Macmillan, 1994 - 199 pages
At the heart of Michael Ignatieff's riveting novel about a woman's descent into neurological illness are the tangled threads of a Midwestern family, frayed by time and tragedy yet still connected - as much by pride, embarrassed love, and sibling rivalry as by the painful ties of familial loyalty. A philosophy professor watches helplessly as his mother sinks into the mysterious depths of an unknown illness. His efforts to understand her gradual deterioration - from innocently misplaced eyeglasses and endlessly repeated anecdotes to a total loss of identity - lead him to reach out to his estranged brother, a neurologist, to learn all he can of the disease. Yet medical science is as powerless as philosophy to help them comprehend what is happening to her and to them, to explain the relation between brain and mind, between memory and selfhood, between heart and soul. The narrator, distrusting the usual explanations for his mother's tragedy, begins, dangerously, to lose his own bearings, as he senses how deeply his family - and life - have been transformed. Yet Scar Tissue affirms the power of true understanding, and at the end: "The owl is calling from the trees. Its hunt is about to begin. The moon hovers over the city and white light streams across the ivied floor of the park. I feel life calling me from this desk. I feel it bid me rise and walk out..".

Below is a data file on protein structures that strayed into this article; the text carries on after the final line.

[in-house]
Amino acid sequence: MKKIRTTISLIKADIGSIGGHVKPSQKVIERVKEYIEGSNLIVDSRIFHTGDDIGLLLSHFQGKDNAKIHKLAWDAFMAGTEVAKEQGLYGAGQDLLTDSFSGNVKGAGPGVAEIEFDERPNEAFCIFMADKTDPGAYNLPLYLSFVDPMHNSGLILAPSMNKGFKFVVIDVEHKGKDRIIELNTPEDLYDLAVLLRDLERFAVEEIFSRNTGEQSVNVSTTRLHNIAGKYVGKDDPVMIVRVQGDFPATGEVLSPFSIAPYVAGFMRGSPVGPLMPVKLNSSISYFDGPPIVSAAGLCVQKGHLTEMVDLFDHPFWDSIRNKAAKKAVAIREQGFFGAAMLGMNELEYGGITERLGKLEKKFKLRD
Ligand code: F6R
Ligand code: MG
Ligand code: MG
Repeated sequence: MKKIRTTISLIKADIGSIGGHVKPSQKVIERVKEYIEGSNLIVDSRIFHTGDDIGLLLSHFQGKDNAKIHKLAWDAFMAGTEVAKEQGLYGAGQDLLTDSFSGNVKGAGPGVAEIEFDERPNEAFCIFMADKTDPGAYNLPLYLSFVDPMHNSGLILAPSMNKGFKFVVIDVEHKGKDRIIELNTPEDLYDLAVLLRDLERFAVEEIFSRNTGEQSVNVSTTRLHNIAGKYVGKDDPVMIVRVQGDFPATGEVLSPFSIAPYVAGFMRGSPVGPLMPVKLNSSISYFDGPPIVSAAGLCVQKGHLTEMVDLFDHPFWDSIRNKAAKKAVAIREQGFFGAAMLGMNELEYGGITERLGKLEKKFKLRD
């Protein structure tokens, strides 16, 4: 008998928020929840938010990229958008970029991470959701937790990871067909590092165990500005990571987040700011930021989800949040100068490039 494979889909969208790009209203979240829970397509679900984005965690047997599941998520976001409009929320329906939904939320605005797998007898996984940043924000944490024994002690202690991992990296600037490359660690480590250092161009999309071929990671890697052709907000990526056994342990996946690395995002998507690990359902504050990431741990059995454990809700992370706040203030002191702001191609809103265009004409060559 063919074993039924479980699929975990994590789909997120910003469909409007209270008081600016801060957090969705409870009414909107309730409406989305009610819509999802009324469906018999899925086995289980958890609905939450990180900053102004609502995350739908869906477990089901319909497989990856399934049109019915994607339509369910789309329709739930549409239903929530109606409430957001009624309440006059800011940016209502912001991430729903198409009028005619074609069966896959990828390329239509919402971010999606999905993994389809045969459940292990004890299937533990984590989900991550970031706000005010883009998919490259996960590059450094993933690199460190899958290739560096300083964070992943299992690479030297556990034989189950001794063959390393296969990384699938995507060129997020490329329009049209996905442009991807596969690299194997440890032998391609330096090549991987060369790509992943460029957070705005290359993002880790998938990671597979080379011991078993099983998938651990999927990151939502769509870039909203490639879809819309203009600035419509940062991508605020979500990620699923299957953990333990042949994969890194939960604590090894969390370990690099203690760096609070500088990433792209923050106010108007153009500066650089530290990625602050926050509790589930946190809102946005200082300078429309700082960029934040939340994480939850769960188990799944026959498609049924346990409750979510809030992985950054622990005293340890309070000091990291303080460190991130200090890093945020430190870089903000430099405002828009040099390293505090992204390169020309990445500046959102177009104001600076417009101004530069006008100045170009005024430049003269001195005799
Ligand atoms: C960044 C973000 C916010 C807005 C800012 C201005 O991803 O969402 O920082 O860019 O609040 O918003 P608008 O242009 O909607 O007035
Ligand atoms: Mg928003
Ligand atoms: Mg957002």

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SCAR TISSUEUser Review - Kirkus
This often clinically detailed novel from Ignatieff (Asya, 1991; Blood and Belonging, p. 115) mourns a beloved parent and addresses various kinds of loss: of memory, of faith in conventional medicine ... Read full review
Scar tissueUser Review - Not Available - Book Verdict
In this fictionalized account of a mother's death from Alzheimer's disease told from the perspective of a son, Ignatieff (Asya, LJ 9/15/91) examines the relationships between life, consciousness ... Read full review